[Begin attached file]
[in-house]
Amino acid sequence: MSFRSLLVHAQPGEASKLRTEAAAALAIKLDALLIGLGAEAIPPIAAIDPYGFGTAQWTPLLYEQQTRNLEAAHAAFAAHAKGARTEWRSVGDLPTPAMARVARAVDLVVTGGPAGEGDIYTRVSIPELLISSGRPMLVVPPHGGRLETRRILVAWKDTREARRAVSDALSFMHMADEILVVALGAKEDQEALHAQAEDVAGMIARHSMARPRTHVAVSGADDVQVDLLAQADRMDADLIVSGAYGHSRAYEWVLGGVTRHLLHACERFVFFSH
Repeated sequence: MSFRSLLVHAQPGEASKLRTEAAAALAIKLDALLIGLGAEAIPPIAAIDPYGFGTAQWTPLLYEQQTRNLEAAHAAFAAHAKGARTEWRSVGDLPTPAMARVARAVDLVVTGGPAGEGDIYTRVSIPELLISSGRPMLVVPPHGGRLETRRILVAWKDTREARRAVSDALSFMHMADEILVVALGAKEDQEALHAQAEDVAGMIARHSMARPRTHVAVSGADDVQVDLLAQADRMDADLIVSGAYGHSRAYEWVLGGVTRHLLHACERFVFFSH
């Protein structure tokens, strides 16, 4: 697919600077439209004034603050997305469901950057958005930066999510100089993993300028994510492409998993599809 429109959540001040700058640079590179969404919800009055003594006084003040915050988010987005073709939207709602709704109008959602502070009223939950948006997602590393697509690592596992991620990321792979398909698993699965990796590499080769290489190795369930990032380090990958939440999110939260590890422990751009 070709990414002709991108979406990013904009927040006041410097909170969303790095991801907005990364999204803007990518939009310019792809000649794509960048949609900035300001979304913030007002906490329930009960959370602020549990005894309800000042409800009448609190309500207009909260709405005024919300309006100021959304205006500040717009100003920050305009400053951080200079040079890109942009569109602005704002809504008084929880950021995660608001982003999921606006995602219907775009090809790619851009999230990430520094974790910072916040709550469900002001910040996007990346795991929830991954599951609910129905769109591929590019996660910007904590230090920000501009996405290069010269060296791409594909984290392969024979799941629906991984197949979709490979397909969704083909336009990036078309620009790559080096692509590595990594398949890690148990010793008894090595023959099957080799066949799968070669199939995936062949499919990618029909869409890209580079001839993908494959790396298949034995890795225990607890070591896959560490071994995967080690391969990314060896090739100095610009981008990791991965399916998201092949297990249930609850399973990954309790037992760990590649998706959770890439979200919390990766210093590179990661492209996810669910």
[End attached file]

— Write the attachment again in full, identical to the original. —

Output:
[in-house]
Amino acid sequence: MSFRSLLVHAQPGEASKLRTEAAAALAIKLDALLIGLGAEAIPPIAAIDPYGFGTAQWTPLLYEQQTRNLEAAHAAFAAHAKGARTEWRSVGDLPTPAMARVARAVDLVVTGGPAGEGDIYTRVSIPELLISSGRPMLVVPPHGGRLETRRILVAWKDTREARRAVSDALSFMHMADEILVVALGAKEDQEALHAQAEDVAGMIARHSMARPRTHVAVSGADDVQVDLLAQADRMDADLIVSGAYGHSRAYEWVLGGVTRHLLHACERFVFFSH
Repeated sequence: MSFRSLLVHAQPGEASKLRTEAAAALAIKLDALLIGLGAEAIPPIAAIDPYGFGTAQWTPLLYEQQTRNLEAAHAAFAAHAKGARTEWRSVGDLPTPAMARVARAVDLVVTGGPAGEGDIYTRVSIPELLISSGRPMLVVPPHGGRLETRRILVAWKDTREARRAVSDALSFMHMADEILVVALGAKEDQEALHAQAEDVAGMIARHSMARPRTHVAVSGADDVQVDLLAQADRMDADLIVSGAYGHSRAYEWVLGGVTRHLLHACERFVFFSH
């Protein structure tokens, strides 16, 4: 697919600077439209004034603050997305469901950057958005930066999510100089993993300028994510492409998993599809 429109959540001040700058640079590179969404919800009055003594006084003040915050988010987005073709939207709602709704109008959602502070009223939950948006997602590393697509690592596992991620990321792979398909698993699965990796590499080769290489190795369930990032380090990958939440999110939260590890422990751009 070709990414002709991108979406990013904009927040006041410097909170969303790095991801907005990364999204803007990518939009310019792809000649794509960048949609900035300001979304913030007002906490329930009960959370602020549990005894309800000042409800009448609190309500207009909260709405005024919300309006100021959304205006500040717009100003920050305009400053951080200079040079890109942009569109602005704002809504008084929880950021995660608001982003999921606006995602219907775009090809790619851009999230990430520094974790910072916040709550469900002001910040996007990346795991929830991954599951609910129905769109591929590019996660910007904590230090920000501009996405290069010269060296791409594909984290392969024979799941629906991984197949979709490979397909969704083909336009990036078309620009790559080096692509590595990594398949890690148990010793008894090595023959099957080799066949799968070669199939995936062949499919990618029909869409890209580079001839993908494959790396298949034995890795225990607890070591896959560490071994995967080690391969990314060896090739100095610009981008990791991965399916998201092949297990249930609850399973990954309790037992760990590649998706959770890439979200919390990766210093590179990661492209996810669910």